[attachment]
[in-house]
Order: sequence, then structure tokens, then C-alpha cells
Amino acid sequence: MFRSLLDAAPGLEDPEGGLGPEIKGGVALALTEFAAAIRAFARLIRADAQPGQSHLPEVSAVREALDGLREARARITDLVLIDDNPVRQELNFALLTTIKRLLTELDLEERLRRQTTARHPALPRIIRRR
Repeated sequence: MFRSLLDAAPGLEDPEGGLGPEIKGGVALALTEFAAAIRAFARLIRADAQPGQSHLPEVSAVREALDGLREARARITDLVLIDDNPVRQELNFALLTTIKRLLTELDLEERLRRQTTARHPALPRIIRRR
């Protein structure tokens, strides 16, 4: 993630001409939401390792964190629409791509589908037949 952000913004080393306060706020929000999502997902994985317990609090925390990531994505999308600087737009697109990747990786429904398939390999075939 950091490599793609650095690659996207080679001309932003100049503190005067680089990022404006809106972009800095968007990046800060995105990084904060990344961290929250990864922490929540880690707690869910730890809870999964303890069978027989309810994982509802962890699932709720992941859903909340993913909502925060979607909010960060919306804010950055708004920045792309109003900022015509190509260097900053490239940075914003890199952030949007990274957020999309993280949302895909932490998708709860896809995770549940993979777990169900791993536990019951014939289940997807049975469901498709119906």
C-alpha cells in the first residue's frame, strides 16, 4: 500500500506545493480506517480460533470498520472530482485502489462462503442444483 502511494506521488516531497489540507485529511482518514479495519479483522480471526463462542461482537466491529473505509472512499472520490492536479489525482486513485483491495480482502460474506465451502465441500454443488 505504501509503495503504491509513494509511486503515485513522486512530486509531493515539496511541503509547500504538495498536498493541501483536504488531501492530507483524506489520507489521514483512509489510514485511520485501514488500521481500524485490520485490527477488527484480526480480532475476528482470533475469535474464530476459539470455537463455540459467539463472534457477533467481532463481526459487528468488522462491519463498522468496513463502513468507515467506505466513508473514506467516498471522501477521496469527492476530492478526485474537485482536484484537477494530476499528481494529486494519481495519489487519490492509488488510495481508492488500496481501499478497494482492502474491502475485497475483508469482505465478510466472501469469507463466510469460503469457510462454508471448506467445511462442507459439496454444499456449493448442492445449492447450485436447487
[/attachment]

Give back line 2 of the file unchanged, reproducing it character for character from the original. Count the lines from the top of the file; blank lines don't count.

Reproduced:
Order: sequence, then structure tokens, then C-alpha cells